U.S. Senators Warn of Possible 'Arab-Israeli' War
By Lori Santos
WASHINGTON (Reuters) - Prominent members of the U.S.
Congress warned on Sunday that a unilateral U.S. attack on
Iraq could draw in Israel and lead to a wider Middle East war.
Sen. Joseph Biden, a Delaware Democrat and chairman of the
Senate Foreign Relations Committee, said if the Israelis
became involved "it becomes an Arab-Israeli war."
Biden and others appearing on Sunday television talk shows responded to a report
in The New York Times that said Israeli Prime Minister Ariel Sharon had told the
Bush administration he would retaliate if Iraq attacks Israel.
On CNN's "Late Edition," Israeli Foreign Minister Shimon Peres would not say
what Israel would do in the event of an Iraqi attack, but made it clear his country
would coordinate its response with the United States.
"We are not the ones to tell the United States what to do," Peres said. "We
understand there is not going to be two wars and there are not going to be two
supreme commands. So whatever will be, if it will be, should be coordinated."
Biden, appearing on CBS's "Face the Nation," said if Israel responded to an attack
no Muslim nation, including such critical allies as Saudi Arabia and Turkey, could
support the U.S. effort against Iraq, even behind the scenes.
"And you would find probably every embassy in the Middle East burned to the
ground before it went too far," Biden warned.
Sen. Richard Shelby, ranking Republican on the Senate intelligence committee, said
any retaliation by the Israelis could mean "a widespread war in the Middle East."
"And also we'd be perceived, we'd be fighting side-by-side with the Israelis against
all the Arab interests, and the war could spread," the Alabama senator said on "Face
GULF WAR EXPERIENCE
The New York Times said Sharon had told senior American officials privately of
Israel's intention to act, unlike in the 1991 Gulf War, when dozens of Iraqi Scud
missiles struck without an Israeli response.
Biden urged President Bush to make his case for U.S. action based on his stated
goal of ridding Iraq of weapons of mass destruction.
"That should be our international rationale for moving, if we move, not this new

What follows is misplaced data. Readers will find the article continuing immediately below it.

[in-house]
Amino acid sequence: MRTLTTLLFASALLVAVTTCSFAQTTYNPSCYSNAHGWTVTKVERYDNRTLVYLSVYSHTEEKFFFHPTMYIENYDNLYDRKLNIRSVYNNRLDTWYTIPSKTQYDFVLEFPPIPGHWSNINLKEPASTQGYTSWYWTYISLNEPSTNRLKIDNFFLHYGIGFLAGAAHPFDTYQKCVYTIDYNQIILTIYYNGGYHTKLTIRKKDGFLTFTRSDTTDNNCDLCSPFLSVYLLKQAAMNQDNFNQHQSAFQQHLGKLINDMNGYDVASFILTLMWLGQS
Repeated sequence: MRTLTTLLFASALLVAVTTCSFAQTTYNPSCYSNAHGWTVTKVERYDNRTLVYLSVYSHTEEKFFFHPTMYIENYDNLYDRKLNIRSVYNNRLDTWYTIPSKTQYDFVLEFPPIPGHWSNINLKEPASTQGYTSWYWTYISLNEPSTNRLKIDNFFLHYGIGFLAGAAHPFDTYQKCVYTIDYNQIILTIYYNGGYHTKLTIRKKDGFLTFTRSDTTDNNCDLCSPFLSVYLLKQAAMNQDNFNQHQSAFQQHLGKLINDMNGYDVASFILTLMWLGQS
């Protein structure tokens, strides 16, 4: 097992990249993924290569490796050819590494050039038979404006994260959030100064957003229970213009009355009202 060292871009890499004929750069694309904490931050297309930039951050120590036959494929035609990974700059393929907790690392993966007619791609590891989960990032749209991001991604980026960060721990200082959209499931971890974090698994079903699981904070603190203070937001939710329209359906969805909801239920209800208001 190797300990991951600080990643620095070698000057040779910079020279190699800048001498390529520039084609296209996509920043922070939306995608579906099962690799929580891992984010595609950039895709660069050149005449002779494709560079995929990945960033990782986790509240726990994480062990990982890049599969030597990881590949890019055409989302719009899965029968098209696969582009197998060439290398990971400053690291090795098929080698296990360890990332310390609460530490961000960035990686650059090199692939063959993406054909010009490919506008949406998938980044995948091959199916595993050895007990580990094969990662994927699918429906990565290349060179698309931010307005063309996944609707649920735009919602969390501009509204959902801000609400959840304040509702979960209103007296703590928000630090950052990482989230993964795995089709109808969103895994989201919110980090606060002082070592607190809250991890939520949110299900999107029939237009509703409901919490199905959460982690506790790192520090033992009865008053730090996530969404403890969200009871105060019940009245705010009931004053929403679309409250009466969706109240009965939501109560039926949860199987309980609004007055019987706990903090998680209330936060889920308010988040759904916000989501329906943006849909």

doctrine of pre-emption and this doctrine of "regime change," because then what do
you tell the Israelis?" he asked.
"Regime change" is the term Bush has used in calling for Saddam's ouster. The
administration last week announced a new U.S. security doctrine of pursuing
pre-emptive action against potential enemies.
"If we make that the premise for our action, then in fact what ... pressure can we put
on Israel not to do something that could make this an overall Middle East war?"
Both lawmakers predicted, however, that the United States would move against Iraq
in the new year.
Biden also said Bush should make his case on Iraq before the American public.
Shelby said he expected both the U.S. House of Representatives and the Senate to
overwhelmingly pass a resolution giving Bush broad authority to attack Iraq though
other lawmakers, mostly Democrats, have questioned the scope of the version
proposed by the president last week.
"It's much too broad," said Sen. Carl Levin, a Michigan Democrat and chairman of
the Senate Armed Services Committee.
"I think you will find a number of Republicans as well as Democrats who will be
working on some language with some limits on it," Levin told "Fox News Sunday."
Several lawmakers objected mainly to the White House wording authorizing use of
force to "restore international peace and security in the region" around Iraq, which
many said was a blank check for the administration to strike any country in the
Biden said he believed the American people would back the president but should be
aware that any operation will cost billions of dollars and require thousands of U.S.
"The president should ... go on air and say, 'This is why I believe we will have to act,
if we do, and the rationale for it and what we're in for.' ... There can be no foreign
policy that succeeds without the informed consent of the American people."